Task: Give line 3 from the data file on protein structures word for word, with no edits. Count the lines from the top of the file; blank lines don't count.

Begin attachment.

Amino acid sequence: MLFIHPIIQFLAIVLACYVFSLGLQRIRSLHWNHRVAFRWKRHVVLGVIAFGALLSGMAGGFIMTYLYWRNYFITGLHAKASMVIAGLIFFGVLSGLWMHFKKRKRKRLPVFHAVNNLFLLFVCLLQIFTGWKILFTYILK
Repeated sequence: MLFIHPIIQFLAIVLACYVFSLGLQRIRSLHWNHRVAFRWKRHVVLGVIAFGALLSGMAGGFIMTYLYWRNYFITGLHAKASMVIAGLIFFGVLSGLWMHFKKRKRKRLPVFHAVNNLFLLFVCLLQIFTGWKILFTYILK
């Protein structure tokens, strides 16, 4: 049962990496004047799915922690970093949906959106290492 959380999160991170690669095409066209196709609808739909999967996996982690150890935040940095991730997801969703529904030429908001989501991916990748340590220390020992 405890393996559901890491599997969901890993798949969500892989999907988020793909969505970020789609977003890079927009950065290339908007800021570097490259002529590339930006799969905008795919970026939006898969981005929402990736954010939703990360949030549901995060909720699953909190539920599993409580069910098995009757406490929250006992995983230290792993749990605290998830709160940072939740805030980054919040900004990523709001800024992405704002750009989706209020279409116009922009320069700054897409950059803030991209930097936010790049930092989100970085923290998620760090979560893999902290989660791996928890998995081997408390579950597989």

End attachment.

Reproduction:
């Protein structure tokens, strides 16, 4: 049962990496004047799915922690970093949906959106290492 959380999160991170690669095409066209196709609808739909999967996996982690150890935040940095991730997801969703529904030429908001989501991916990748340590220390020992 405890393996559901890491599997969901890993798949969500892989999907988020793909969505970020789609977003890079927009950065290339908007800021570097490259002529590339930006799969905008795919970026939006898969981005929402990736954010939703990360949030549901995060909720699953909190539920599993409580069910098995009757406490929250006992995983230290792993749990605290998830709160940072939740805030980054919040900004990523709001800024992405704002750009989706209020279409116009922009320069700054897409950059803030991209930097936010790049930092989100970085923290998620760090979560893999902290989660791996928890998995081997408390579950597989």